US sanctions on Huawei increased, further squeezing supply chain
Back in the May of 2019, the US government placed Huawei on its now infamous ‘Entity List’, barring US companies from doing business with the Chinese giant without a licence. One year on and Huawei was navigating these sanctions fairly successfully, relying heavily on third parties to provide them with American tech.
However, May of this year saw the closure of this significant loophole, with reworked sanctions now meaning that the Huawei cannot use electronics developed or produced using US technology. This was particularly devastating to Huawei’s semiconductor supply chain; for example, ending its access to the high-end Kirin 9000 chipset.
One of the biggest semiconductor producers in the world, Taiwan Semiconductor Manufacturing Co, has already said it will no longer ship chips to Huawei after September 15th, when the sanctions come into full effect.
Now, Reuters is reporting that the US is once again tightening their stranglehold on Huawei by further increasing their sanctions, adding a further 38 companies affiliated with Huawei to the 114 already on the economic blacklist.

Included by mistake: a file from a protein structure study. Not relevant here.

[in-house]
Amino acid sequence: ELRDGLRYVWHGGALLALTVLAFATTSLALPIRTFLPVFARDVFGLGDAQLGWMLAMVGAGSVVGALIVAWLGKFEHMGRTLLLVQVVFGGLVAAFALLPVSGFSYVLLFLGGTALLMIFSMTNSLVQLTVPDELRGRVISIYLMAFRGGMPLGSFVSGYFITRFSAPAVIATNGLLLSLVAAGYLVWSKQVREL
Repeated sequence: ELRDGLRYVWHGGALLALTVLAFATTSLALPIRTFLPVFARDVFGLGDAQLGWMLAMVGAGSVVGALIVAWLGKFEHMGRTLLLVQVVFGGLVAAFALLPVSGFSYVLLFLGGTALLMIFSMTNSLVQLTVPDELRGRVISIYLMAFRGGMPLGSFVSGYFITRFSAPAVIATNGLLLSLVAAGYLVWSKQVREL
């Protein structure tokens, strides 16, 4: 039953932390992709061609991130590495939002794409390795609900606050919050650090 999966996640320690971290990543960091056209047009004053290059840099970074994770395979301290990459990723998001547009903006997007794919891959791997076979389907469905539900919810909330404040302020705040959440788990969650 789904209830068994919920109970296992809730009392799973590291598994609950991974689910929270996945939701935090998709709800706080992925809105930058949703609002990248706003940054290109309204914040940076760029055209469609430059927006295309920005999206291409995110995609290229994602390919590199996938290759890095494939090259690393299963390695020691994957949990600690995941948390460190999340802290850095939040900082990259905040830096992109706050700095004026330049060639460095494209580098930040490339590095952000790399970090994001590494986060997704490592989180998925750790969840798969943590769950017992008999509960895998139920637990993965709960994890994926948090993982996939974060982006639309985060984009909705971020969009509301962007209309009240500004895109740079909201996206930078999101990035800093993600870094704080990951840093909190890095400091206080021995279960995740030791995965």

US Secretary of State, Mike Pompeo said that these additional restrictions would “prevent Huawei from circumventing U.S. law through alternative chip production and provision of off-the-shelf chips.”
In addition to previous rules applied to this blacklist, companies on said list must now also acquire a license when a company like Huawei acts as “purchase, intermediate consignee, ultimate consignee, or end user”.
The Trump administration says the increased severity of the sanctions will stop Huawei from circumventing the policy through the use of third-party suppliers.
“Huawei and its affiliates have worked through third parties to harness US technology in a manner that undermines US national security and foreign policy interests,” said Commerce Secretary Wilbur Ross. “This multi-pronged action demonstrates our continuing commitment to impede Huawei’s ability to do so.
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